Lights out….radio silence
“Did she leave the company?”
“Did he have an accident?”
“Did I say something wrong?”
Ah, the thoughts that go through a recruiter’s mind when you suddenly “go dark” and stop responding.
Let me set the stage:
You’ve been banging your head against the wall trying to fill a vital Regulatory Affairs leadership role; a position critical to the organization’s product development progress.
For the last few weeks you feel like you’ve been living inside of a pressure cooker as everyone is counting on you to bring in qualified candidates. The candidates who have applied don’t come close to meeting the necessary qualifications.
Since when do Accountants think they are qualified to lead a Regulatory Affairs department?
You decide to ask for a recruiter’s help in identifying, qualifying, attracting, and ultimately helping you to land the right talent.
The recruiter was able to capture the attention of a Rockstar and you excited to present him to the Hiring Manager. Finally, some progress!
Then it happens…
The hiring manager says he is rethinking the position.
“Maybe there is an internal solution”
“Maybe the scope of the role should change”
“Let me have some time to talk with the internal candidate and rethink what this role really should be,” he says.
Instead of the recruiter hunting talent, you become the hunted
Voicemail after voicemail…..
Email after email, starving for feedback….
What about the candidate who decided to step out of her comfort zone and listen to the recruiter’s recommendation to explore this role?
She’s now questioning everything….
“Do I not have the skills I thought I had?”
“Does the recruiter not really have the relationship with the company he said he did?”
“Is this how the organization makes decisions?”
You know you need to respond to this recruiter, but you don’t know what to say.
So, instead you continue to avoid a response at all.
What most don’t realize is the incredible negative consequences “going dark” on your recruitment partner can have on your company’s brand equity in the marketplace.
The recruiter, who took your word that this was an urgent situation, put other priorities aside to help you recruit for this role.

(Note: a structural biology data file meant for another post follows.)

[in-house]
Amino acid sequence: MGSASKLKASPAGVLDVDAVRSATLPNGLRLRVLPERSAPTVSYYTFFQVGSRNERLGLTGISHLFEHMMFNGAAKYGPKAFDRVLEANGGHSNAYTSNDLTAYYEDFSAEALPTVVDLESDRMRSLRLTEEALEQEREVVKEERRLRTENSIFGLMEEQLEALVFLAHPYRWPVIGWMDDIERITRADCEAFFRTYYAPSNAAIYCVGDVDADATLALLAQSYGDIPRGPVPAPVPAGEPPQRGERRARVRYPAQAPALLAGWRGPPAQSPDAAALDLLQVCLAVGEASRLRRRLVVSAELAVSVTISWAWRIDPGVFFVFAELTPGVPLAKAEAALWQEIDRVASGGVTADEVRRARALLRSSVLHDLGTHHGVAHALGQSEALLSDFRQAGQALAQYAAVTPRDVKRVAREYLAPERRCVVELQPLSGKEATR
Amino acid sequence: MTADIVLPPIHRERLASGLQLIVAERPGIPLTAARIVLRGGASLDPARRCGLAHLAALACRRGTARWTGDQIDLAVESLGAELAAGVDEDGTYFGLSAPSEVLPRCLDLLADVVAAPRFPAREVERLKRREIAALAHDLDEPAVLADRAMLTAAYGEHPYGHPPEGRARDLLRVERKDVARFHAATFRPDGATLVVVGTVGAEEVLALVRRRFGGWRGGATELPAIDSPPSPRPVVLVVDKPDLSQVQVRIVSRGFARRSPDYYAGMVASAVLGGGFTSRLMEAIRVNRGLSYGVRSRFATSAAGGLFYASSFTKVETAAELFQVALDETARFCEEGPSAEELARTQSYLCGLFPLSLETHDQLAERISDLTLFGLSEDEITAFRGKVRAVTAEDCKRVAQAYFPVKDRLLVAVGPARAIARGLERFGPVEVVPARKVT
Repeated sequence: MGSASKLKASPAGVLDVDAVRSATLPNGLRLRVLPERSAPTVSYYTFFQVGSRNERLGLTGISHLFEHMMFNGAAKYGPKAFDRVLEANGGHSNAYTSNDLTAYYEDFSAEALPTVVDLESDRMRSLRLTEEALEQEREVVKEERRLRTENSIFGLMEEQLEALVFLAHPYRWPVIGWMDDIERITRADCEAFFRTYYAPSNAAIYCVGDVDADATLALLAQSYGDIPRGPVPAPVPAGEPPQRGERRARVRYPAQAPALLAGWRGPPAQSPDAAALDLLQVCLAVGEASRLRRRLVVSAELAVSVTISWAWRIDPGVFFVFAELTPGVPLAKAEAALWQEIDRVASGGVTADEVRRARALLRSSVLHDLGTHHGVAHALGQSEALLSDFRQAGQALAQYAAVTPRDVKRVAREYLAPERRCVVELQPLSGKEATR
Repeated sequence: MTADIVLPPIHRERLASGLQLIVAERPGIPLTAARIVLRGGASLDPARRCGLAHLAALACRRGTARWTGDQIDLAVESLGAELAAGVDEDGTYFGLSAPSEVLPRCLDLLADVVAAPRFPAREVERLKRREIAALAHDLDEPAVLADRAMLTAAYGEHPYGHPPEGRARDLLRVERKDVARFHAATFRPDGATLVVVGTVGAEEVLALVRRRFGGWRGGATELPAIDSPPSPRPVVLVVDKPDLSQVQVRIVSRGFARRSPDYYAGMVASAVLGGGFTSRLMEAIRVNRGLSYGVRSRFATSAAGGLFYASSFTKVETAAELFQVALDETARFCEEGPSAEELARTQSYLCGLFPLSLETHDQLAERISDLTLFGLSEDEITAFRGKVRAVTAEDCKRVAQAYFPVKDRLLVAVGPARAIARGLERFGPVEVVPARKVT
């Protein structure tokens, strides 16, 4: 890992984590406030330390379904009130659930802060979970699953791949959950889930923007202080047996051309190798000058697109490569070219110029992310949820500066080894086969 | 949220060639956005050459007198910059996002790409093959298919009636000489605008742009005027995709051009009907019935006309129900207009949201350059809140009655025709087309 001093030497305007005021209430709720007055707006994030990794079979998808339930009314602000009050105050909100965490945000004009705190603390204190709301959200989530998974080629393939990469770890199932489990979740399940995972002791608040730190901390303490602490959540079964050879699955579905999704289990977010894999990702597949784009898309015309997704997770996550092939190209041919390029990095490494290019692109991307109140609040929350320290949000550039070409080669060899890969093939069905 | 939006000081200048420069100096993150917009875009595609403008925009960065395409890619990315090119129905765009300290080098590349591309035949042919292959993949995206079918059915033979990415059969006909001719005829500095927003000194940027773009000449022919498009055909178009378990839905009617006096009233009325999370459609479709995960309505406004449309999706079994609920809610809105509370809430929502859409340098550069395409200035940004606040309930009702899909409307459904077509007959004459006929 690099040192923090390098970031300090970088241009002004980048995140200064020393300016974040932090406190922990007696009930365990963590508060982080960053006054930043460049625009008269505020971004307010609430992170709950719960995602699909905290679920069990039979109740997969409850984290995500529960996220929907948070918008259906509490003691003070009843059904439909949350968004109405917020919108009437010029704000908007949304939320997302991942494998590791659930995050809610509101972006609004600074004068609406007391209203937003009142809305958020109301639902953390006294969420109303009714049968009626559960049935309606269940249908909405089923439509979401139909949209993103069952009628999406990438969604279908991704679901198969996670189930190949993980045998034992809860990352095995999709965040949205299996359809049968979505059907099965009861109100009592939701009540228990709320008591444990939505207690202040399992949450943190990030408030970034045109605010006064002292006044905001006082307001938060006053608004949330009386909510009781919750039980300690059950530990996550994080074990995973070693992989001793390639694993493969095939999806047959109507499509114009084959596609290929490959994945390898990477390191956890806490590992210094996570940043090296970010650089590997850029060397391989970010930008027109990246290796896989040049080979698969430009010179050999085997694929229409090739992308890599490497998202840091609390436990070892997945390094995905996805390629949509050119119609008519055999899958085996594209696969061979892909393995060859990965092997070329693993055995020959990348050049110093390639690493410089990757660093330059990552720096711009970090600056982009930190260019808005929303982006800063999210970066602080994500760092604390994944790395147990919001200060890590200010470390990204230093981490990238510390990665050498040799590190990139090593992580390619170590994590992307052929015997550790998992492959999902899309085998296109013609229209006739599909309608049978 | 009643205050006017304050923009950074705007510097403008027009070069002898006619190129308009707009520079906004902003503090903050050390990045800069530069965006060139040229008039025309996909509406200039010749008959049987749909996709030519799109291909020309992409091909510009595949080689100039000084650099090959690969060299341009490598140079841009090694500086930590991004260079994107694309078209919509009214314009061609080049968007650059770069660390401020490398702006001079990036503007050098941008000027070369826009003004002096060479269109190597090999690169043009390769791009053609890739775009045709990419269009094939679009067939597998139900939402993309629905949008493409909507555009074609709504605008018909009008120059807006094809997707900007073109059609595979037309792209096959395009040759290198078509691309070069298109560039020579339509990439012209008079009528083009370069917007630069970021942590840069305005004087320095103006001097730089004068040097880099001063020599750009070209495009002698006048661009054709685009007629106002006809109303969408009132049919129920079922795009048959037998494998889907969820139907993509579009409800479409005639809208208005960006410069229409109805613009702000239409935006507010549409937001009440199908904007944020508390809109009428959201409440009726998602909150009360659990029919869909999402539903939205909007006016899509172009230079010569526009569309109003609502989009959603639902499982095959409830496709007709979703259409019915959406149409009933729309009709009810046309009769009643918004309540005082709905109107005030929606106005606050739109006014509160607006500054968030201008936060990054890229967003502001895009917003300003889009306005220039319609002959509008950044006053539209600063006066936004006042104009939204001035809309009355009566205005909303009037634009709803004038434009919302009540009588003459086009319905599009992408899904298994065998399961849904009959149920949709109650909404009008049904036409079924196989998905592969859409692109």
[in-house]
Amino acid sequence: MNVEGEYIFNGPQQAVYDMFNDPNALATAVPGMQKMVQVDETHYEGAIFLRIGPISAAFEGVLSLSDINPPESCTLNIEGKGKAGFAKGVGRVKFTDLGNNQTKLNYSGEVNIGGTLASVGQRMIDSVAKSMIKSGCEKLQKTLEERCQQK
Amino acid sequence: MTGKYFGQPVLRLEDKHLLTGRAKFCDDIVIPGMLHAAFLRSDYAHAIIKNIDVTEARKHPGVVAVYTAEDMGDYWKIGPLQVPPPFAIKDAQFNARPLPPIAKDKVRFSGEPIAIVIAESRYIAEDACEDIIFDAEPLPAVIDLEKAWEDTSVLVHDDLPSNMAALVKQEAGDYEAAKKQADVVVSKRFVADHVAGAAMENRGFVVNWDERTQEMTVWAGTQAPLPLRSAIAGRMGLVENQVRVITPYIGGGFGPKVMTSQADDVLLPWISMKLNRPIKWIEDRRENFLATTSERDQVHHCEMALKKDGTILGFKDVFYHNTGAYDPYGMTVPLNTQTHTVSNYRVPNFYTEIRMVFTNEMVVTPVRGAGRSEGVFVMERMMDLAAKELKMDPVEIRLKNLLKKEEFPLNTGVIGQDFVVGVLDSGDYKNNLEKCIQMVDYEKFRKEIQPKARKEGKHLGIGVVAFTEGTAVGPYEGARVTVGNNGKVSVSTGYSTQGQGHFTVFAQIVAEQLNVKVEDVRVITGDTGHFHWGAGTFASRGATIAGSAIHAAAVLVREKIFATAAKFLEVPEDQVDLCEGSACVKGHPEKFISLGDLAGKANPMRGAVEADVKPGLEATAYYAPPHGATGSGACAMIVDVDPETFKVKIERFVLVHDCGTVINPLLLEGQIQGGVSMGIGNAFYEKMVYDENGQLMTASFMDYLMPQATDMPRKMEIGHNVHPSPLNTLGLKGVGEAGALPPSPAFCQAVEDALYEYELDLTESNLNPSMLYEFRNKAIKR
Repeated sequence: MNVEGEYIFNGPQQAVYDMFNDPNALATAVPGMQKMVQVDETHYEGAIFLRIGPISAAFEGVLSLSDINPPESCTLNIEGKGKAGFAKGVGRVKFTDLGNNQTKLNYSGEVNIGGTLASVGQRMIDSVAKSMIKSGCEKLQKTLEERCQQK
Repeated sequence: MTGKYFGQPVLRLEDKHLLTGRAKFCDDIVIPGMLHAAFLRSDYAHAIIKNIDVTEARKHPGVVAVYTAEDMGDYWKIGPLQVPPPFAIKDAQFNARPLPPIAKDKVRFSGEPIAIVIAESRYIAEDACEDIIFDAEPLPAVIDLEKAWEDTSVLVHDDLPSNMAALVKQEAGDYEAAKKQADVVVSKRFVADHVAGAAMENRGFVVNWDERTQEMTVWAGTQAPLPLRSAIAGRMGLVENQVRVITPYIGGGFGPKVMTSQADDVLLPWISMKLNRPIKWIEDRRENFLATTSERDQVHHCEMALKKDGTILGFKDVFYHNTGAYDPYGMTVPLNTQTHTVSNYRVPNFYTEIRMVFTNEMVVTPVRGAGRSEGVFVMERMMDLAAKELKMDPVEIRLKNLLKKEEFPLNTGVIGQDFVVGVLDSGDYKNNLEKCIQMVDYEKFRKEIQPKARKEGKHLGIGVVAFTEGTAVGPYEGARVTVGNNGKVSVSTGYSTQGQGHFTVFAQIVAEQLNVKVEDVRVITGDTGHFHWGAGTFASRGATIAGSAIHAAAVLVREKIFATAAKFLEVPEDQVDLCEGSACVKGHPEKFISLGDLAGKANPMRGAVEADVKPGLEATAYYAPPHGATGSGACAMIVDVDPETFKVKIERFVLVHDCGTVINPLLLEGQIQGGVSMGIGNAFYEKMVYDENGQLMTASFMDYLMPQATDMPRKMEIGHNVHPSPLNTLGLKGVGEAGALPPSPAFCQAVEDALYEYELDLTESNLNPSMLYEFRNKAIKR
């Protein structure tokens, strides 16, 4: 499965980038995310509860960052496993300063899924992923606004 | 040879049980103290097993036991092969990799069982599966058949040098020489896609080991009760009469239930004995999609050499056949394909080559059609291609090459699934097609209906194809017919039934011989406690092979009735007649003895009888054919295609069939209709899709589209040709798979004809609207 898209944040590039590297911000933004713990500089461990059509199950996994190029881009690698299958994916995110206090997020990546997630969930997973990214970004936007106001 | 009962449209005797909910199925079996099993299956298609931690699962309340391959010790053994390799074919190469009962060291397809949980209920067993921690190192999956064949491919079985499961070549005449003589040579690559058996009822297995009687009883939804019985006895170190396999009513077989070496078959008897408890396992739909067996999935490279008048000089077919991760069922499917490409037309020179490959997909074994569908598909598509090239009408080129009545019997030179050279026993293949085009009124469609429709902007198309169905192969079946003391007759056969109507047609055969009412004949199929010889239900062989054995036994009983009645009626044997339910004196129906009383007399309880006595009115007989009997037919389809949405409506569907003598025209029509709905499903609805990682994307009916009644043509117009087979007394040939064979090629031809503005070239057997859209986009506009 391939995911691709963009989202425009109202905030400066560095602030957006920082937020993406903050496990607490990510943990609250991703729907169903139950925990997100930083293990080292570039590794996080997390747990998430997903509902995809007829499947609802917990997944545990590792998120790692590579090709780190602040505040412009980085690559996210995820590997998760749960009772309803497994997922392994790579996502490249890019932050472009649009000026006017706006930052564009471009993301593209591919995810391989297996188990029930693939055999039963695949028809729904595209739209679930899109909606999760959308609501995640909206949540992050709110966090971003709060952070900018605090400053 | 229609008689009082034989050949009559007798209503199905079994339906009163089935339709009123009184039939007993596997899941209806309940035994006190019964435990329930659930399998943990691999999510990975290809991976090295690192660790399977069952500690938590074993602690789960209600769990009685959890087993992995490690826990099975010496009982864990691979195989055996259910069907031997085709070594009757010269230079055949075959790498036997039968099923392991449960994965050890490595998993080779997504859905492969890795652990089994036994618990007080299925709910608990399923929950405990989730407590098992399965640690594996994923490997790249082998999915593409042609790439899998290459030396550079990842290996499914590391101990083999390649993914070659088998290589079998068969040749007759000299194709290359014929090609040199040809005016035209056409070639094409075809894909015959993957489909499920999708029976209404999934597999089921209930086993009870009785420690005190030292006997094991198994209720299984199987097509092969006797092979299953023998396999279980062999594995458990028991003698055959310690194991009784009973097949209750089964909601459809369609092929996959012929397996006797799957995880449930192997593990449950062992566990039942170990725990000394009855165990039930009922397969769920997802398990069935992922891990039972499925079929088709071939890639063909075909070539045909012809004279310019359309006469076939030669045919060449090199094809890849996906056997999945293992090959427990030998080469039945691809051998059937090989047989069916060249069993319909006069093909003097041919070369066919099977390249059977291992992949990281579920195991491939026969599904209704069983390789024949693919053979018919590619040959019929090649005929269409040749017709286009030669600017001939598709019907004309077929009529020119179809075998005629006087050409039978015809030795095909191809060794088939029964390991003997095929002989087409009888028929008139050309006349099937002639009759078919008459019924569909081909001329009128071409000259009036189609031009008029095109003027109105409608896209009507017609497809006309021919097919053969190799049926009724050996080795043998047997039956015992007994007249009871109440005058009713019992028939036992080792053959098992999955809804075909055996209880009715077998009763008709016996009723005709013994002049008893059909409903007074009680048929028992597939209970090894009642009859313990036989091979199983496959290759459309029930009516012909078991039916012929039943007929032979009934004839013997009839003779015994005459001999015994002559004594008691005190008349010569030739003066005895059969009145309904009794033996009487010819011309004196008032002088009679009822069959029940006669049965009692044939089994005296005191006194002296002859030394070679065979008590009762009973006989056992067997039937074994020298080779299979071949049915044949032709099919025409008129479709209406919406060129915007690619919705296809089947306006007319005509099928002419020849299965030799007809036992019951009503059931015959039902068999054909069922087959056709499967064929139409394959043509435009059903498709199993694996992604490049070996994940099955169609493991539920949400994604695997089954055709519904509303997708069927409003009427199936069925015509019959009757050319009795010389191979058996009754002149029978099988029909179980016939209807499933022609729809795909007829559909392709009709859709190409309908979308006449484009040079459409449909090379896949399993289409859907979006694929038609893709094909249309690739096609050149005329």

He put his own reputation on the line for you and the organization by compelling the candidate to entertain this opportunity.
Now he is playing the fool.
What type of advocate will he be for you or your organization moving forward when speaking with others in the marketplace?
The candidate whose intrigue was peaked is now feeling deflated, disappointed, annoyed, and confused.
How much longer do you think she will be interested in pursuing this opportunity?
What type of message might she send to others when your company comes up in future conversations?
You may be asking yourself…
“Well what am I supposed to say if I don’t know what to say”?
There are 5 simple solutions that will help you significantly strengthen the 3-way relationship between you as the HR pro, the hiring manager, and your recruitment partner.
Leverage these suggestions and you will avoid unnecessary, unintentional harm to your personal reputation and your company’s brand.
1. Set expectations up front
Commit to communicating…… good, bad, or indifferent
Just like you would expect your recruitment partner to respond to your inquiries promptly, it’s imperative that this is a two-way street. Whether it’s 24, 48, 72 hours, etc. set expectations of when each of you can expect to hear back from the other.
2. Be transparent
Remember, your recruitment partner is functioning as an extension of your internal recruitment team.
The more your recruiter knows about the specific recruitment process (e.g. timing of interviews, number of candidates in process, feedback on candidate interviews, etc) the more he is positioned to act on your behalf.
This includes keeping candidates engaged, or “warm”, knowing when to push or back off, and providing professional recommendations that will help you achieve your ultimate goal of hiring the best candidate in the shortest amount of time without losing your shirt on compensation.
Keep in mind, a strong, niched recruiter makes over 20 placements a year across multiple companies in the same space. Leverage the knowledge they have.
3. Be humble
It’s ok to say you don’t have the answer.
You can then work as a unified team to devise a solution. Put yourself in the shoes of others who are helping you to be successful (the hiring manager, the recruiter, the candidate).
Ask yourself, what would you want if you were in their shoes.
4. Be strong
Sometimes Human Resources or Talent Acquisition professionals have a tendency to defer to the hiring manager’s decisions.
If you know that the hiring manager’s decision can negatively impact the company, and therefore your own role, have the courage and strength to provide recommendations with alternative solutions.
The hiring manager will respect you for it. If she doesn’t, well that’s a whole different problem in of itself.
5. Have three-way conference calls
To help ensure you all stay on the same page, it’s important to set up opportunities for everyone to hear each other’s thoughts and concerns in real time. That way, you can share ideas that will push you towards the goal of landing the right talent.
While unintentional, “going dark” on your recruiter can clearly have repercussions that extend far beyond one recruiter, one candidate, or one hiring process.
The next time you are faced with a similar challenge, leverage these tips, and I promise YOU and the organization will be in a much stronger position than your competitors who fail to do the same.